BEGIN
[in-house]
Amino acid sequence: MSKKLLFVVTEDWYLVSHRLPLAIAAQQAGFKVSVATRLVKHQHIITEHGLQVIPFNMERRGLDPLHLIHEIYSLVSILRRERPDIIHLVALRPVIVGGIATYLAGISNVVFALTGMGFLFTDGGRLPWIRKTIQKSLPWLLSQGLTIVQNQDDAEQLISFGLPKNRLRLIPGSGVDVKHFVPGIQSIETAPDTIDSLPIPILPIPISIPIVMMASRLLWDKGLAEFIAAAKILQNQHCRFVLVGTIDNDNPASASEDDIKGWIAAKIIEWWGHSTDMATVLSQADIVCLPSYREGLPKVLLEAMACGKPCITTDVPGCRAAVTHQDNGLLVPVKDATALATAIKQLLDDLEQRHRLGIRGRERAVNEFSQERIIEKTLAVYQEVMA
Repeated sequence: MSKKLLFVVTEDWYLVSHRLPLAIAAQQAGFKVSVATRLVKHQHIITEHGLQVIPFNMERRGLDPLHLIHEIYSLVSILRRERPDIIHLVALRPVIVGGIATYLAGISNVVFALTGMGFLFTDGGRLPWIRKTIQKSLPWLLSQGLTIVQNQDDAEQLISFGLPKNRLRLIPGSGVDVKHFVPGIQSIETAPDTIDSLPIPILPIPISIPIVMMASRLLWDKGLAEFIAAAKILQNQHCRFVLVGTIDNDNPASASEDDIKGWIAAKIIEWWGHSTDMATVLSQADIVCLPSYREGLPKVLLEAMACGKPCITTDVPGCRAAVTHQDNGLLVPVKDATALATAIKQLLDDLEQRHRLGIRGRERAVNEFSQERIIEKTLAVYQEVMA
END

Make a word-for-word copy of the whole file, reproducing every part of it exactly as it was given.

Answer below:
[in-house]
Amino acid sequence: MSKKLLFVVTEDWYLVSHRLPLAIAAQQAGFKVSVATRLVKHQHIITEHGLQVIPFNMERRGLDPLHLIHEIYSLVSILRRERPDIIHLVALRPVIVGGIATYLAGISNVVFALTGMGFLFTDGGRLPWIRKTIQKSLPWLLSQGLTIVQNQDDAEQLISFGLPKNRLRLIPGSGVDVKHFVPGIQSIETAPDTIDSLPIPILPIPISIPIVMMASRLLWDKGLAEFIAAAKILQNQHCRFVLVGTIDNDNPASASEDDIKGWIAAKIIEWWGHSTDMATVLSQADIVCLPSYREGLPKVLLEAMACGKPCITTDVPGCRAAVTHQDNGLLVPVKDATALATAIKQLLDDLEQRHRLGIRGRERAVNEFSQERIIEKTLAVYQEVMA
Repeated sequence: MSKKLLFVVTEDWYLVSHRLPLAIAAQQAGFKVSVATRLVKHQHIITEHGLQVIPFNMERRGLDPLHLIHEIYSLVSILRRERPDIIHLVALRPVIVGGIATYLAGISNVVFALTGMGFLFTDGGRLPWIRKTIQKSLPWLLSQGLTIVQNQDDAEQLISFGLPKNRLRLIPGSGVDVKHFVPGIQSIETAPDTIDSLPIPILPIPISIPIVMMASRLLWDKGLAEFIAAAKILQNQHCRFVLVGTIDNDNPASASEDDIKGWIAAKIIEWWGHSTDMATVLSQADIVCLPSYREGLPKVLLEAMACGKPCITTDVPGCRAAVTHQDNGLLVPVKDATALATAIKQLLDDLEQRHRLGIRGRERAVNEFSQERIIEKTLAVYQEVMA